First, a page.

Boost to capital market reforms gets positive response Thursday, March 1, 2001
The markets reacted positively to the Budget proposals, with the Sensex closing at 4277.04 points up 177.36 points over Tuesday's closing figures. Finance Minister Yashwant Sinha said in his Budget speech that the financial sector and capital market reforms would continue and proposed a number of initiatives in this regard.
Among the initiatives is the proposal to raise the foreign investment limit in a company under the portfolio investment route by Foreign Institutional Investors to 49 per cent from 40 per cent.
Sinha said provided that foreign investors bring in a minimum of $50 million, Foreign Direct Investment (FDI) in non-banking financial companies would not have to be accompanied with a divestment of a minimum of 25 per cent of their holding in the domestic market.
Turning to capital account liberalisation, he said Indian companies may now invest abroad up to $50 million annually through the automatic route without three-year profitability condition under the account.
He said companies which have issued ADRs/GDRs may henceforth make foreign investments up to 100 per cent of these proceeds, up from the current ceiling of 50 per cent.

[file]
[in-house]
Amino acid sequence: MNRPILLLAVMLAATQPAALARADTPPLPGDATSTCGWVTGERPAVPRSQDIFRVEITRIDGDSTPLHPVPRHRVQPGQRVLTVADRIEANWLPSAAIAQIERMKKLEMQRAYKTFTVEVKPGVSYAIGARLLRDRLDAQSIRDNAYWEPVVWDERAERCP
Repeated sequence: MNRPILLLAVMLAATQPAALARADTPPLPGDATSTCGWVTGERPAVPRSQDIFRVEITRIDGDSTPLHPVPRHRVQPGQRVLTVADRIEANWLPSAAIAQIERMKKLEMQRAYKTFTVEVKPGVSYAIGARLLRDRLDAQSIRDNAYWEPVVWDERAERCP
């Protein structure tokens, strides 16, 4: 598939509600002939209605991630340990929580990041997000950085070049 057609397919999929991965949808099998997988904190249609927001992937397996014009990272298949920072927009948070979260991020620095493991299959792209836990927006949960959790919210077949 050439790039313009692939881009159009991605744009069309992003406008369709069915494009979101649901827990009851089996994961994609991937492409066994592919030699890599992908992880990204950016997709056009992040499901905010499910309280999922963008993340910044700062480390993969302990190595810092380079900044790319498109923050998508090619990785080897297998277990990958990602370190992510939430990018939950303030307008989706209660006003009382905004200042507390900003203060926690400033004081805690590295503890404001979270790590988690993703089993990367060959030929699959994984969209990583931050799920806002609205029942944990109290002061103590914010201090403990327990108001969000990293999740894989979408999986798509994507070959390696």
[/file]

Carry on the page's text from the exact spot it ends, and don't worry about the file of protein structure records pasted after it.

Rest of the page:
Besides, he said Indian companies that have issued ADRs/GDRs, may acquire shares of foreign companies up to an amount of $100 million or an amount equivalent to ten times of their exports, whichever is higher.
Sinha said Indian companies would be permitted to list in foreign stock exchanges by sponsoring ADR/GDR issues against block shareholding. This facility would have to be offered to all categories of shareholders.
Turning to debt market, Sinha said a clearing corporation for further orderly development of money market, government securities market and settlement of forex transactions will be set up.
Stating that the Public Debt Act would be replaced by a Government Securities Act, he said the RBI would set up an electronic negotiated dealing system by June this year to facilitate transparent electronic bidding in auctions and dealings in government securities on a real time basis.
The finance minister said RBI would set up electronic fund transfer (EFT) and real time gross settlement systems (RTGS) within the next year.
He said there would be removal of taxation anomalies to promote issuance of strips, zero coupon bonds, deep discount bonds and the like.
On banking sector, he said seven more debt recovery tribunals would be set up during 2001-02 and legislation to facilitate foreclosure and enforcement of securities in cases of default would be introduced.